That is all.

Thursday, 18 February 2010

Lift To Experience

Lift To Experience were a good band. Overlooked really. A bit like a Harry Crews novel. Or maybe Jesus' Son by Denis Johnson.

I went to Texas once. In Houston a cab driver told me he had been to "Edinburgh, England" then charged me $50 for driving around in a circle.

That was in 2002. I was interviewing Conor Oberst.

We ate ribs.

Wednesday, 17 February 2010

'Message from the Country' #7

My latest semi-regular postcard missive for Caught By The is right here.

Other thoughts:

* You know it's a dreary night when one of Kasabian slipping over is a highlight....

Watching last night's Brit awards was an uneventful as expected. It being the Brit Awards it was slightly ironic that the American acts (Jay-Z, Lady GaGa) were far more entertaining the British ones (Cheryl Cole, Robbie Williams). It also reminded how much I despise the mainstream of the music industry, and how utterly conservative it is. You think Simon Cowell is bad? You should meet some of the other execs. Personally I'd like to have seen Wild Beasts, Biffy Clyro, The XX, British Sea Power, Gallows, Lets Wrestle and The Horrors nominated. But that was never going to happen. Not when the Florence And The Marketing Machine needs to reach its foregone conclusion by completing the circle that began 12 months ago. I'm annoyed with myself that I even vaguely care about this stuff.

* A dog bit my ball sac.

Tuesday, 16 February 2010

Credit To The Nation

I loved this song by Credit To The Nation back in 1993. Still do. 17 year old Matty Hanson aka MC Fusion was like the Dizzee Rascal of his day, but more politicised, and operating in an era when UK hip-hop didn't try and disguise its regional accents (in Fusion's case, Birmingham) and wasn't exactly setting the charts alight. The press simultaneously loved and patronised them (or really, him) but they were great live and MC Fusion an articulate young man.

Everyone has sampled Nirvana since then, but 'Call It What You Want' got there first, and in fine style.

I just read that they are back in the studio, recording a new album for release later in the year. I'm glad about that.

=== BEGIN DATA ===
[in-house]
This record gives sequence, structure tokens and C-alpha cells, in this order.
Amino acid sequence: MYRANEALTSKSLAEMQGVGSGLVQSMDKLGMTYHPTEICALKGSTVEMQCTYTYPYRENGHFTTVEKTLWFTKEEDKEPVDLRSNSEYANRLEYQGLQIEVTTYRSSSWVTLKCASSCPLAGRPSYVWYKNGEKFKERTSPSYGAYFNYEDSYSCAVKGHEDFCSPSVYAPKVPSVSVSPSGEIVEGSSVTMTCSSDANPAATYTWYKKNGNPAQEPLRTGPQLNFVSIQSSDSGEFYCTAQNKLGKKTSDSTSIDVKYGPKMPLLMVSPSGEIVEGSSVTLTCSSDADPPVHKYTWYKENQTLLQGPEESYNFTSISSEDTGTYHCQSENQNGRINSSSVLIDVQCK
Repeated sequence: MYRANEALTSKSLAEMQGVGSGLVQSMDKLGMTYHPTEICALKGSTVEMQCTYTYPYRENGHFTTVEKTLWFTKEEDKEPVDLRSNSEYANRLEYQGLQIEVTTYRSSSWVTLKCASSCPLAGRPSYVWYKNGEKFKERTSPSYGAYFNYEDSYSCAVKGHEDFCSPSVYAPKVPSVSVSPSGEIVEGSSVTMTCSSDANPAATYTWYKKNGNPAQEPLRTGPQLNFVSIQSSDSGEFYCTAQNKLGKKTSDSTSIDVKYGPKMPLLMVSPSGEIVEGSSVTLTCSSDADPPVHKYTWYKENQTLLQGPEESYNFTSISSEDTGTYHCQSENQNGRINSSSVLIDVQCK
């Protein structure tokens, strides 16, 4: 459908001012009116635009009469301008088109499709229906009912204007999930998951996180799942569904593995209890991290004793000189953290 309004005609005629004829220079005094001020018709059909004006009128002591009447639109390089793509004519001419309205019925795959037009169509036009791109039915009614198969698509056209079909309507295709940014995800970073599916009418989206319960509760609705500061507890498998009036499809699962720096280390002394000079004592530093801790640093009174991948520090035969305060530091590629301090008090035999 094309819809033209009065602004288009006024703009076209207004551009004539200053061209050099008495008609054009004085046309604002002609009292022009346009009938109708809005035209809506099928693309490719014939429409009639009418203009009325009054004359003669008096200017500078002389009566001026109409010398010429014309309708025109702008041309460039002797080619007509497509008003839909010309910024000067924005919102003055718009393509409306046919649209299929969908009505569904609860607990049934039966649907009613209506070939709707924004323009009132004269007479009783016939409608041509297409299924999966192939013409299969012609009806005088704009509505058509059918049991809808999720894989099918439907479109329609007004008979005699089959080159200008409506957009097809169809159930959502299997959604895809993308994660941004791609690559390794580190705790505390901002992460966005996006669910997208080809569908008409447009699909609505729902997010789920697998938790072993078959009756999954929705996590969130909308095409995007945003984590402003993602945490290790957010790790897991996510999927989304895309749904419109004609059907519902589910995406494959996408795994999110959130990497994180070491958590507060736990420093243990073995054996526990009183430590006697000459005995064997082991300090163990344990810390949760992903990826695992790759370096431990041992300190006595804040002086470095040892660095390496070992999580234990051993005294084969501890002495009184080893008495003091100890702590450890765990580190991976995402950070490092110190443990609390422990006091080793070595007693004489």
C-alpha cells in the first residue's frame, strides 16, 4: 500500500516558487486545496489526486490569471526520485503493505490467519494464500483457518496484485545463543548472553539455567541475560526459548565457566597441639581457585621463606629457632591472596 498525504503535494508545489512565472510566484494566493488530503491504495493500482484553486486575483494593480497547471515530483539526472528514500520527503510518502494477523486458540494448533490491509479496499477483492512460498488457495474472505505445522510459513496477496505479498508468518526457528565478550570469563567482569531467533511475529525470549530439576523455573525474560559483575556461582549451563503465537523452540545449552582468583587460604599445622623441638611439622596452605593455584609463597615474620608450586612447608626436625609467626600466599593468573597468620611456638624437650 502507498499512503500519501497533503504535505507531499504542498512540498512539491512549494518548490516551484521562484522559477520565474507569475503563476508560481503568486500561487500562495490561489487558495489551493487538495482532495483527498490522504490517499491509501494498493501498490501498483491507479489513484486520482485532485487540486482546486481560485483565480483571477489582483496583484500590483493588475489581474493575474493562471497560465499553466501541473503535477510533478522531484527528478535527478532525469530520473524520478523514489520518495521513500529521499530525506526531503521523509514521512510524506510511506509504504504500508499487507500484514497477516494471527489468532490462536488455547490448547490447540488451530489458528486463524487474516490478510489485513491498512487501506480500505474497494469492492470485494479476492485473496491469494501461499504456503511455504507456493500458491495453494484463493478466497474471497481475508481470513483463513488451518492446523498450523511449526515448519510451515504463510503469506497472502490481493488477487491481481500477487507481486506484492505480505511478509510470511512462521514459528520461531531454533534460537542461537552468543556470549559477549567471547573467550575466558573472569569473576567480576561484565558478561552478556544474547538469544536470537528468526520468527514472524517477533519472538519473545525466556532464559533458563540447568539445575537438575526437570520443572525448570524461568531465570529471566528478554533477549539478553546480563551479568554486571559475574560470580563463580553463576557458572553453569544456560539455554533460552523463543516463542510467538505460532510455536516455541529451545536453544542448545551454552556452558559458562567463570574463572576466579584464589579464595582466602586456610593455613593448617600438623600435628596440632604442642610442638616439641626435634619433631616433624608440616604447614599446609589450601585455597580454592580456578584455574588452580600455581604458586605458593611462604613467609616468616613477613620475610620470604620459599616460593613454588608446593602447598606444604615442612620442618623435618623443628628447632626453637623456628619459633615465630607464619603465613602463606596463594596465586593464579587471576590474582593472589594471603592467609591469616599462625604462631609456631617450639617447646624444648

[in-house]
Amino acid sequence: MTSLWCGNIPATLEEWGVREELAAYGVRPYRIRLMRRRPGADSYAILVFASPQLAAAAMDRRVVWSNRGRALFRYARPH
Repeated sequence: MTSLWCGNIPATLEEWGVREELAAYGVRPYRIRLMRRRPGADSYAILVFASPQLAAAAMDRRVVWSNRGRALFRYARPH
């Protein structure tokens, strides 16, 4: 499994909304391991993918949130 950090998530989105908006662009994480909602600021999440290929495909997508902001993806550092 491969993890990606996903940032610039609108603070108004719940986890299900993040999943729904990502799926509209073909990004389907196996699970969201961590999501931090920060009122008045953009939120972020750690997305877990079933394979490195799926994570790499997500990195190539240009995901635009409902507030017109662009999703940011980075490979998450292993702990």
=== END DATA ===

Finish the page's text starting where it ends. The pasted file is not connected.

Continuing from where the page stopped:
(Incidentally, Credit To The Nation make a tiny cameo appearance in my forthcoming novel.)

Monday, 15 February 2010

Found Photos

I just found these pictures of myself, Adelle and Matthew Coleman online. They were taken sometime in the first half of 2009 at the ICA gallery by 3:AM founder Andrew Gallix.

It must have been about a year ago. I think it was early spring because it was balmy and the air was heavy, and I remember eating a florentine from Maison Bertaux and sweating quite a lot that day. A hell of a lot actually. Since then Matthew has been making some great art and taking lots of great photos. You can see some of them here.

Despite the sweat memories I like these pictures a lot.

Friday, 12 February 2010

That sinking feeling

I have calculated that I written 76,025 words of a new novel but have just experienced that sinking feeling that you get when you read your own work back: Oh no, I thought. This is really mediocre. It's nothing like how I imagined it to be (engaging, edgy, interesting, etc). I'm going to have to re-write it. Then re-write it again. Then probably again. And maybe again. Then again. And possibly again. Then maybe I won't get that sinking feeling. At this stage though it is very difficult to tell.

Thursday, 11 February 2010

Wednesday, 10 February 2010

'Literature of the Homeless'

Here is a piece that I have written on - for want of a better term - 'literature of the homeless' for The Guardian.

Tuesday, 9 February 2010

"A drug town with a tourist problem"